What is an ectopic pregnancy?
Around 1 in 90 pregnancies in the UK are ectopic. The huge majority (over 95%) happen in a fallopian tube, known as a “tubal pregnancy”. They can also occur in an ovary, in the abdominal space or in the cervix, but this is rare.
Ectopic pregnancy creates a potentially life-threatening situation for a mother, so it is very important that it is treated quickly.
How does an ectopic pregnancy happen?
In a normal pregnancy, the egg is fertilised by the sperm in one of the two fallopian tubes connecting the ovaries to the womb. This fertilised egg is “wafted” along the fallopian tube by tiny hairs, until it enters the womb. There it implants and develops into the embryo and the placenta.
An ectopic pregnancy occurs when a fertilised egg attaches itself somewhere outside of the womb. An ectopic pregnancy results in a miscarriage because this sort of pregnancy cannot survive.
You are more likely to have an ectopic pregnancy if:
- You are using a contraceptive coil (IUD) or if you are taking the ‘mini pill’ (also known as the progesterone only pill)
- Your fallopian tubes are damaged from previous surgery
- You have had pelvic inflammatory disease (PID) which can harm the tiny hairs which move the egg into the womb
- You have had a previous ectopic pregnancy
- You have become pregnant by IVF
- You smoke
- You are over 40
However, a third of women who experience an ectopic pregnancy have no known risk factors.
Symptoms of an ectopic pregnancy
If you are pregnant and you experience the following symptoms, you should urgently seek medical attention at A&E.
- Bleeding from the vagina which is dark and watery
- Pain on one side of your tummy
- Sudden severe pain spreading across your tummy
- Shoulder tip pain
- Fainting, dizziness, and paleness
- Diarrhoea and pain when going to the toilet
These symptoms are not always caused by an ectopic pregnancy – they can sometimes be caused by other things like a tummy bug – but if you are pregnant and you feel this way, get advice right away.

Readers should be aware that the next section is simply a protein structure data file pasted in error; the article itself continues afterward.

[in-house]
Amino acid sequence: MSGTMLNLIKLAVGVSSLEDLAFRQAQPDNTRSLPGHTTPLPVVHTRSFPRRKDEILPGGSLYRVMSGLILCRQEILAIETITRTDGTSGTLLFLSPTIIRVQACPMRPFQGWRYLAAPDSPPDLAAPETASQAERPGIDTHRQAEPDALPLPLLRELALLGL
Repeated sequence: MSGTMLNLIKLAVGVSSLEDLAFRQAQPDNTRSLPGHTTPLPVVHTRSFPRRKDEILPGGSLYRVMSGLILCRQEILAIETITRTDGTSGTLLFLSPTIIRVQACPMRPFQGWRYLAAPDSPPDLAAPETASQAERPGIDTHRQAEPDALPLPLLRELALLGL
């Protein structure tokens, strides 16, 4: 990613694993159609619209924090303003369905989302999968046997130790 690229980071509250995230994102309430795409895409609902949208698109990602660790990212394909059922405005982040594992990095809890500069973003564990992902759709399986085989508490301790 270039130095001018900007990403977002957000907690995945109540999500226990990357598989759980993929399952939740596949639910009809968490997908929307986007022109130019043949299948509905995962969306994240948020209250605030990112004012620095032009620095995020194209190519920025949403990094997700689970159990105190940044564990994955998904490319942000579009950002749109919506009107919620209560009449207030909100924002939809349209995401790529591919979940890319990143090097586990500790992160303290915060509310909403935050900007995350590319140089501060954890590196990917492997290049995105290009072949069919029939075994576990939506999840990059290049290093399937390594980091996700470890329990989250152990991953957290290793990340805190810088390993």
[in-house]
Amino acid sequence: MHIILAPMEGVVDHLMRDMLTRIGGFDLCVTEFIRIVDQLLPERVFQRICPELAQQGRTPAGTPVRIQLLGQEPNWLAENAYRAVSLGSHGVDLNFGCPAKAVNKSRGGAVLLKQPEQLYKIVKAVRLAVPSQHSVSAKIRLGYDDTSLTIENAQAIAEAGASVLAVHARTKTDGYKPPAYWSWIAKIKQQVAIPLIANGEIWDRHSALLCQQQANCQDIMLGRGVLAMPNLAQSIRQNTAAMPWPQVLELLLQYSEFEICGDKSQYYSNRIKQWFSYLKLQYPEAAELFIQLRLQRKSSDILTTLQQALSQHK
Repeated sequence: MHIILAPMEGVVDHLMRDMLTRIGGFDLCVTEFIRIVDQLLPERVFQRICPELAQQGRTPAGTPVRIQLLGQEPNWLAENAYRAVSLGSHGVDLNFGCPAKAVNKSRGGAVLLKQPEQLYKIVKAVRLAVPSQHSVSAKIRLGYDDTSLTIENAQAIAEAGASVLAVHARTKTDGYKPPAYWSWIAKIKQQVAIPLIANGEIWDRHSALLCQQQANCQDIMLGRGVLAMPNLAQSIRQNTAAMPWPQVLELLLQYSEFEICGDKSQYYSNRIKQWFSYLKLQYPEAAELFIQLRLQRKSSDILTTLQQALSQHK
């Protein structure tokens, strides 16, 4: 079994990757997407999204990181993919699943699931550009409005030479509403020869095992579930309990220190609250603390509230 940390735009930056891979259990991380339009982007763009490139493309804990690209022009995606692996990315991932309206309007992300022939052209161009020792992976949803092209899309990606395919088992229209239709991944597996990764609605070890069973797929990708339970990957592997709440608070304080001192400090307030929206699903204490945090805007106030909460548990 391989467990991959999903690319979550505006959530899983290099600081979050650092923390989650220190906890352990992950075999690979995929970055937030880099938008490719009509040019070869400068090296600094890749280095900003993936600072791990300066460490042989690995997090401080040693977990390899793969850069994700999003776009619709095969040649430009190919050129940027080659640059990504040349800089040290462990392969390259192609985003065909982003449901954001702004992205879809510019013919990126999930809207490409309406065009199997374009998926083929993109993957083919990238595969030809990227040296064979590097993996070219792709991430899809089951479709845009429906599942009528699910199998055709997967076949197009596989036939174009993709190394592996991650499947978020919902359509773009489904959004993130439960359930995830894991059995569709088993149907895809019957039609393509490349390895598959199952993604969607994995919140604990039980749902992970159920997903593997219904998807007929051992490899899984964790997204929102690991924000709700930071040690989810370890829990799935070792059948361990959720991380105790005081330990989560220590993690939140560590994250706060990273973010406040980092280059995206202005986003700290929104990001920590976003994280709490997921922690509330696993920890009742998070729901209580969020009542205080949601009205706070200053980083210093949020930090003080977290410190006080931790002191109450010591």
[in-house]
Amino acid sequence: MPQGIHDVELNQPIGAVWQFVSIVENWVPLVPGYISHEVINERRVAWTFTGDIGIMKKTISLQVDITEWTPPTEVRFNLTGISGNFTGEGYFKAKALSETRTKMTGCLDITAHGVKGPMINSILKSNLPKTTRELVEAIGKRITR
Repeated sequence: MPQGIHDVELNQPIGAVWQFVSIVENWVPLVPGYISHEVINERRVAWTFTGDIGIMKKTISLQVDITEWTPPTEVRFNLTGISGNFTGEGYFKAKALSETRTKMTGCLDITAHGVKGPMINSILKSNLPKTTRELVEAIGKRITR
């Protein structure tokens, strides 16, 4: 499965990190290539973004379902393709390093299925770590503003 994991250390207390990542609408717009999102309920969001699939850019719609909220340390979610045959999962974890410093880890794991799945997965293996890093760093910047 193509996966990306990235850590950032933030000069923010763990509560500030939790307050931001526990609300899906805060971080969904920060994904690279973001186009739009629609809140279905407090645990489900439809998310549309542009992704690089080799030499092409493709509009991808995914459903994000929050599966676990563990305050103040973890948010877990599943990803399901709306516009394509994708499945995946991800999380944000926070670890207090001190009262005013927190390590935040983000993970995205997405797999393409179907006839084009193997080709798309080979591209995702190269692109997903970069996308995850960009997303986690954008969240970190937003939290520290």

Treatment for ectopic pregnancy
If an ectopic pregnancy is suspected, you will be given an ultrasound scan to see where the pregnancy has attached.
If the scan shows that the womb is empty, a blood test may be helpful to guide further treatment. Sometimes the ectopic pregnancy will show up on the scan and there is no need for any blood testing to confirm the diagnosis.
If an ectopic pregnancy is diagnosed, there are three ways of treating it.
Sometimes, with careful monitoring, the fertilised egg may simply dissolve and expel itself naturally. This is sometimes called “expectant management”. If expectant management is not successful, there are two options. One will probably be recommended, based on your symptoms and test results.
You may be offered an injection of a medicine called methotrexate which stops the pregnancy from growing further.
It may be that you require keyhole surgery (laparoscopy) to remove the fertilised egg. This is done under a general anaesthetic and often includes removal of the affected fallopian tube.
Will I still be able to have a baby in the future?
How easy it will be to conceive again after an ectopic pregnancy will depend on a number of factors, including the health of the remaining fallopian tube(s).Most women who have had an ectopic pregnancy will be able to get pregnant again, even if they have had a fallopian tube removed. In fact 65 percent of women achieve a successful pregnancy within 18 months of having an ectopic pregnancy.
For most women an ectopic pregnancy is a one-off event; the overall chance of a repeat ectopic pregnancy is 7 to 10 percent, depending on the type of treatment.
It is worth waiting for a couple of normal periods after treatment of an ectopic pregnancy before trying again because it is important to give yourself time to heal emotionally as well as physically. If you have been given the drug methotrexate it is recommended to wait at least 3 months, because the medication could harm your baby.
When you do get pregnant again following an ectopic pregnancy, tell your GP right away in order that an early scan may be performed to ensure the pregnancy is healthy.